The Experience Economy and Live Entertainment Entrepreneurship

Recently, I saw one of my favorite live bands, Big Bad Voodoo Daddy. Probably best known for their appearance in the movie Swingers back in the mid-’90s and a couple of hits from the brief swing resurgence of the same time, Big Bad Voodoo Daddy has eight members, all of whom have been with the band for the entire 25 years they’ve been together.

And even though they’re not exactly a household name, they packed a club, whose footprint is in the space formerly occupied by a major grocery store.


Certainly, they’re good at what they do. Great musicians and entertainers, Big Bad Voodoo Daddy is a show band, and it’s all about fun. Their performances simply feel big, like something’s happening that you want to be near. There’s a lot of jazzy brass in the combo, and high-virtuosity solos and duets and trios are part of almost every song. If you have a musically inclined nerve cell somewhere in your body, it’s hard not to like their performance.

But more than that, I would bet most people at the show last night had heard them before. I wasn’t so curious as to do a scientific poll on the subject, but I’d still put a few casino chips on the outcome of such a poll if it existed. Hearing them live leads to wanting to hear them live again.

I don’t mention it because I want to praise Big Bad Voodoo Daddy (though I do because they’re awesome). I mention it because they are an emblem of something that I find incredibly encouraging: live entertainment entrepreneurship.

I admire people who can put talent, creativity, marketing savvy and energy together to build prosperity in live entertainment. I know that Big Bad Voodoo Daddy isn’t an unknown little band; on the worldwide scale of band success, they’re well near the top, but they’ve had hardly any hits, and those happened two decades ago. Still, they’ve created an engine of their own personal prosperity that also happens to be a source of enjoyment for others as well as a reminder of what excellent musicianship is like.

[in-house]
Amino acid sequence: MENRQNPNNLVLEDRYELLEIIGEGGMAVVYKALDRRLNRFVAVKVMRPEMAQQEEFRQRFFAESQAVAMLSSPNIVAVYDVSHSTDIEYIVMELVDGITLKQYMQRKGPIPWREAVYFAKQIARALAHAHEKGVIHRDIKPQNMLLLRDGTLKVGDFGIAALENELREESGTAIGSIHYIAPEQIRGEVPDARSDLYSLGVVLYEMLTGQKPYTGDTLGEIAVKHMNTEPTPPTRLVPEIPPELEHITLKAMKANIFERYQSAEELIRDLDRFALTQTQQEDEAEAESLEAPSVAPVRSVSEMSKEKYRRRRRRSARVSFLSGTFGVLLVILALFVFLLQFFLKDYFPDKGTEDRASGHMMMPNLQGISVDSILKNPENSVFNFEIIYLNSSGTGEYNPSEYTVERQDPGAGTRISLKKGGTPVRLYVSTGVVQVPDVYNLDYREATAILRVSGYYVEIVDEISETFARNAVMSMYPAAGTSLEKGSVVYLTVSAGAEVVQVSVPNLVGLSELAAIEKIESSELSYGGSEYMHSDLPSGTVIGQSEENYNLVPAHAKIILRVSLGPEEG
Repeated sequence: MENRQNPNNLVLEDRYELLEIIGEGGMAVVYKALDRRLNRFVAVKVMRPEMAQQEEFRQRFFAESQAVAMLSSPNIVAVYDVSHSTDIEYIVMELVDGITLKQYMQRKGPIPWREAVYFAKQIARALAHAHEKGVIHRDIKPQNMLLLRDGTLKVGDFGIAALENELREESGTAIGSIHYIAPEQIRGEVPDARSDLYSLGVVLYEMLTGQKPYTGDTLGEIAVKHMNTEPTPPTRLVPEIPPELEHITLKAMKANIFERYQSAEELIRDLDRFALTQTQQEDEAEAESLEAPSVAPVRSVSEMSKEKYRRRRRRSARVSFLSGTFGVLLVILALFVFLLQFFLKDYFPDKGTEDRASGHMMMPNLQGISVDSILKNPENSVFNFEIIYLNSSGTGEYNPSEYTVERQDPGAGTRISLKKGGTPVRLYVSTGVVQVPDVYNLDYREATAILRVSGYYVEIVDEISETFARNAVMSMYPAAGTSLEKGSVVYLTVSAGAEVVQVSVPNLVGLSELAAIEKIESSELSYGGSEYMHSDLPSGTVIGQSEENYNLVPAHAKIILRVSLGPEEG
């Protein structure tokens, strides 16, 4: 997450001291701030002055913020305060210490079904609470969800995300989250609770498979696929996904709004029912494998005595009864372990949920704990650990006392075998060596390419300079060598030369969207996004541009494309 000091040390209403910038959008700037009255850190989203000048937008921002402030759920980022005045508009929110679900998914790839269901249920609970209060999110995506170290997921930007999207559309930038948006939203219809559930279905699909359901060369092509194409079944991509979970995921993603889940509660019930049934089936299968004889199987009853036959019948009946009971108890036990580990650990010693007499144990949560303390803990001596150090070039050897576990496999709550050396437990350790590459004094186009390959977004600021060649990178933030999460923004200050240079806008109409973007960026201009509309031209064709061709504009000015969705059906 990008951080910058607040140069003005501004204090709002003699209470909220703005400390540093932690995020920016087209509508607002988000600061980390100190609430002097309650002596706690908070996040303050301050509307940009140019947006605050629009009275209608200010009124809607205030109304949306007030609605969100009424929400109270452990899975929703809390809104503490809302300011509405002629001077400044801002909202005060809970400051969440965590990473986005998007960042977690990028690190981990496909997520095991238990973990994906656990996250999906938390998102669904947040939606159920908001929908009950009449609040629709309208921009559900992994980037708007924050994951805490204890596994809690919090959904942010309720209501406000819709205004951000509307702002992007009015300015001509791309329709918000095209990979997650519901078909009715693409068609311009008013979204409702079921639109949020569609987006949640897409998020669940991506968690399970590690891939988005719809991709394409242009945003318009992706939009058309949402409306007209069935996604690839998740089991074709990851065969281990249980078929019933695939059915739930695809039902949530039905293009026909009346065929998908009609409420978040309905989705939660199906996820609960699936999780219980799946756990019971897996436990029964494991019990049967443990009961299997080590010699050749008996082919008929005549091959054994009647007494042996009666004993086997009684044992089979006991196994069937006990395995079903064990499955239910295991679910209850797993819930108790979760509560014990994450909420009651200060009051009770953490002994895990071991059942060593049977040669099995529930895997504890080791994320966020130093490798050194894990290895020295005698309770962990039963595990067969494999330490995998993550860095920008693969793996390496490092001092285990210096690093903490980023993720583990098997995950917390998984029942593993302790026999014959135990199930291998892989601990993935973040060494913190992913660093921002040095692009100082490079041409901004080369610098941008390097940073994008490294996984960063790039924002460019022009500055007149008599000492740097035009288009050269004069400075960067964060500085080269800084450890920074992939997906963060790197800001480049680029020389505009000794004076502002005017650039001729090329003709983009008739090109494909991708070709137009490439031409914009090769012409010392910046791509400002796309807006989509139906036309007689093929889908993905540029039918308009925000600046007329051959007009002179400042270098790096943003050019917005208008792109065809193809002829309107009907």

A friend of mine at Spotify recently told me that his boss, Daniel Ek, has a goal, and that is to help create a musical “middle class,” though in retrospect that may be a word I used. Anyway, the goal is to make it possible for more people to earn a living as musicians. I call that a pretty worthwhile ambition.

At Goldstar, our mission too is to help organizations — some of them very small and scrappy — find an audience and generate revenue. Far from being too gauche to discuss, that revenue makes the whole show possible. We want and need prosperous artists, producers and other makers of live entertainment, including music, theater, comedy, and whatever else.

With fewer and fewer jobs turning wrenches, flipping burgers or even creating spreadsheets in our future, we join Spotify in the ambition of making it possible for more people to carve out a prosperous place in the world by creating work that inspires, entertains, enlightens and embiggens other people!


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